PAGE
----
Oct 27, 2011
Quantum dots may be less stable than thought
Quantum dots (semiconductor nanoparticles) may not be as stable in some environments as currently thought, according to new work by researchers at the University of Massachusetts at Amherst. The unexpected finding raises questions about the use of these materials for in vivo imaging of biological cells – an application in which they are routinely used.
Quantum dots are usually coated (or functionalized) with hydrophilic monolayers to make them more soluble in the water-based environment found in living cells and with functional groups so that they recognize and attach to specific biomolecules. Quantum dots are bright and photostable and their fluorescence emission can be tuned by varying the size of the dots. The fluorescence can be monitored using laser scanning microscopy, for example, and so be used to image biological cells in either in vitro or in vivo.
However until now, no one had studied how stable these dots actually were in biological environments. A team led by Richard Vachet and Vincent Rotello has now done just this – with some unexpected results.
The team found that the quantum dots' stability depends on how big they are and what they are coated with. For example, a coating becomes less stable as the dot it is coating becomes bigger. The coating is very important because if it is lost, the dots can become toxic to living cells. The results also show that monolayer anchor groups (such as monothiol) attached to the dots are less stable than dithiolate ligands and fall off more easily.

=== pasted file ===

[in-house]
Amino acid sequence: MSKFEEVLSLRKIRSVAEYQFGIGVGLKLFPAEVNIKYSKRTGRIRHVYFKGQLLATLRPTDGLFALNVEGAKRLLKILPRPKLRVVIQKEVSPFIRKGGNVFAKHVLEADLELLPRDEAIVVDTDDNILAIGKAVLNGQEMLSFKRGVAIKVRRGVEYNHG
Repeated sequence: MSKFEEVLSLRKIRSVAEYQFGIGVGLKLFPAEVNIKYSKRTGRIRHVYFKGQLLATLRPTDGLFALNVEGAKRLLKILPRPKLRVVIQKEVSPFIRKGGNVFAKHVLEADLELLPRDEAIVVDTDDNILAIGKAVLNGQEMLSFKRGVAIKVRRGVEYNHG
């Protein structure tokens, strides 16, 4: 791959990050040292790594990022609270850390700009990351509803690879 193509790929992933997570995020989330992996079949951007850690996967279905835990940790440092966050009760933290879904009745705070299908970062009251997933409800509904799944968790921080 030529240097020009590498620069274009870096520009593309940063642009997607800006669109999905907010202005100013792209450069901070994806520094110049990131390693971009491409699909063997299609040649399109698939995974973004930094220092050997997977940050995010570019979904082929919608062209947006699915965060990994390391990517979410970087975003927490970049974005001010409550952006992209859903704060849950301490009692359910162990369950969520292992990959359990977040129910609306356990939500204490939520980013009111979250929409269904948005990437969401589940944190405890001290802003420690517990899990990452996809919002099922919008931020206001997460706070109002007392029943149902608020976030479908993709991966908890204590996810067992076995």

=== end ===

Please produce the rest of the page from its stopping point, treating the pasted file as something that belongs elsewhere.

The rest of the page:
The researchers obtained their results using inductively coupled plasma mass spectrometry (ICP-MS) to analyse the core material of the quantum dots and laser desorption/ionization (LDI) to quantify the amount of coating attached to the dots. "Since we know how much coating should be attached, any differences between the quantities measured by ICP-MS and LDI-MS reflect the amount of coating layer that has been lost," explained Vachet.
"Our results indicate that quantum dots are not as stable as people think," he told nanotechweb.org. "Many scientists coat quantum dots with biomolecules, such as proteins, so that they can visualize the location of that protein in a cell or so that they can target the quantum dots to some sub-cellular location. If the quantum dots are not stable, then the resulting information could be misleading or even totally incorrect."
Our work provides a caveat to researchers who routinely use quantum dots as labelling agents, he added, but the technique is also a general way to measure how stable quantum dots, and indeed other nanoparticles, are in biological cells.
Analyses in this study were performed on HeLa cancer cell lines, and the researchers now hope to extend their technique to test the stability of quantum dots in in vivo.
The current work is detailed in Nature Chemistry.
About the author
Belle Dumé is contributing editor at nanotechweb.org.